"Don’t eat the marshmallow: Students from a ‘no excuses’ charter grow up to tell the tale"

A story every advocate and opponent of charter schools should read. It beautifully makes the point that charters aren't for everybody: there will be students who don't like them, teachers who don't fit, and charters that don't succeed.  

But for the students who a charter is right for, the results can be glorious. 

I maintain that charters are not solely about test scores or college acceptance. They are about choice. Why shouldn't parents/guardians have the choice to send their children to a charter school?

Link courtesy of my older daughter.


"Asset Backward: State pension funds keep increasing risky investments—as pension debt mounts."

At the risk of being monomaniacal here is yet another link to a discussion of government pensions. (It may be the last one for a while; I'll try.) And call me a crazy pessimist, but I don't think this ends well:

Since 2001, the study found, most government pension funds have boosted their share of investments in riskier financial vehicles, from volatile stocks to real estate. During this period, pension funds achieved median annualized returns of just 6.4 percent, well below the goal of 7.5 percent to 8 percent returns. Only one pension system has met its investing goals since 2001. No wonder, then, that the indebtedness of state systems increased from $33 billion to a staggering $1.5 trillion.

It's not a big deal, but Andrew Yang's "contest" is overstated

How many stories are out there about how Andrew Yang's $1000/month Freedom Dividend is going to have ten winners? Here's one: https://www.nytimes.com/2019/09/12/us/politics/andrew-yang-debate-payments.html?searchResultPosition=3.
But here's the "prize description" in the contest rules on Mr. Yang's campaign site: 
"PRIZE DESCRIPTION: One (1) winner will receive one thousand dollars ($1000) per month for twelve (12) months.

"The total approximate retail value of the Prize is $12,000, and the provision of the Prize by Sponsor will comply with federal election law."


(I note in passing that the contest rules state that 10 "potential winners" will be identified. Call me cynical, but the specifcation of how the ten winners will be narrowed down to one single winner leaves plenty of wiggle room to allow a suitably impoverished and grateful person to be the winner. It wouldn't do to have a millionaire win, now would it?)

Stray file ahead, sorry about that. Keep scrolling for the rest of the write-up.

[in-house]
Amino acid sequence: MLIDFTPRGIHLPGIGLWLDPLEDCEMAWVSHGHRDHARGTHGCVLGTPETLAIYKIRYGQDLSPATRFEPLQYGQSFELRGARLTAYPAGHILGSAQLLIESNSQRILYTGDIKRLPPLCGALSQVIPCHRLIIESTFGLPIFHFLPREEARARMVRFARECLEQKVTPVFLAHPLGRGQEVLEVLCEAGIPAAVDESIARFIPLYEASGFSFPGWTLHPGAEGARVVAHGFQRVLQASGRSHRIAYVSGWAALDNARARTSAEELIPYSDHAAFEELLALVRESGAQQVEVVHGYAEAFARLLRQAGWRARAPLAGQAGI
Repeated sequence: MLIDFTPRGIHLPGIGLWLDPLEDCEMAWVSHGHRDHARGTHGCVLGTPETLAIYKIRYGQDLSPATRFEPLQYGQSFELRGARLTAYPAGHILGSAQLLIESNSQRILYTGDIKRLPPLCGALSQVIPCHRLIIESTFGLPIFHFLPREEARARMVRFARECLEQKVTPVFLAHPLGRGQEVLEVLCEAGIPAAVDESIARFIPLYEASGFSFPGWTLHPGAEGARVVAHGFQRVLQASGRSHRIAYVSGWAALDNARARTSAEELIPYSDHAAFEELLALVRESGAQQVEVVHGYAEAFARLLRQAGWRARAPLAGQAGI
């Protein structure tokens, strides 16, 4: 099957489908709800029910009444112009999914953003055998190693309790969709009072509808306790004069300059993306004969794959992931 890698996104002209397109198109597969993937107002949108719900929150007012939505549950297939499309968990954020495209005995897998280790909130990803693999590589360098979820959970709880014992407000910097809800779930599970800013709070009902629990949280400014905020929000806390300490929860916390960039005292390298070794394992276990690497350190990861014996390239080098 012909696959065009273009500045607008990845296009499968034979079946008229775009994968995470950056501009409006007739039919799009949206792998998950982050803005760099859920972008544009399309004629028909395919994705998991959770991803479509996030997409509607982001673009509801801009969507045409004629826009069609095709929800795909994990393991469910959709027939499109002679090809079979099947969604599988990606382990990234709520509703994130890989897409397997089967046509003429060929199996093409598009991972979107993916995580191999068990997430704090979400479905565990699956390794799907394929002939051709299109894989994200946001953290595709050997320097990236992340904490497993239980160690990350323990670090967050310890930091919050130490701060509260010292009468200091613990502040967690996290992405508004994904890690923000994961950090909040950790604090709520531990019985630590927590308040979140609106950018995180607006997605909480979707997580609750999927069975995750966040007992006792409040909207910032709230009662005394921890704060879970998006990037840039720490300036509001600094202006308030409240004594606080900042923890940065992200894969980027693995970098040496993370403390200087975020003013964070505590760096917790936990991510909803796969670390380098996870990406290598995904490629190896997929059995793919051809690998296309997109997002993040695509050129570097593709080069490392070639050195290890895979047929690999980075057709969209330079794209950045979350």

Would a Republican candidate get away with this? No need to reply; I know the answer.

"Big Labor’s Minimum-Wage Remorse"

You just can't make this stuff up:

Big Labor has had big success getting politicians to raise the minimum wage, despite warnings that it could lead to more automation. Well, what do you know, now the Oregon AFL-CIO wants voters to limit self-checkout kiosks in grocery stores. . . .

The draft initiative claims “grocery stores provide many people with their primary place of social connection and sense of community,” but self-service checkouts add “to social isolation and related negative health consequences” for shoppers. It claims the kiosks “contribute to retail workers feeling devalued” and heighten the risk of everything from shoplifting to underage drinking. Oh, and self-checkout stations also intensify “efficiency pressures on workers.”

"Surprised by CTU’s Venezuela visit? Then you haven’t been paying attention."

One reason why K-12 education doesn't function as well as it should:

Four representatives of the Chicago Teachers Union, including a member of its executive board, visited Venezuela in July and returned with high praise for the socialist polices of President Nicolás Maduro, whose corrupt and dictatorial regime has sparked rebuke from some 50 nations around the world.

"End Student Evaluations of Professors"

Two excellent paragraphs:

Getting good teaching evaluations is not difficult. Teaching well is a complicated enterprise involving professorial expertise (students cannot measure this), articulation (students cannot measure this), judgment (students cannot measure this), the ability to measure what students apprehend (students cannot measure this), and fairness (only a minority of students can measure this).

Students can assess how much they enjoy classes in the near term; they cannot assess how much a class will mean to them in five, 10, or more years. How often I have heard university alumni declaim on how much a professor they had in years past meant to them without their realizing it at the time.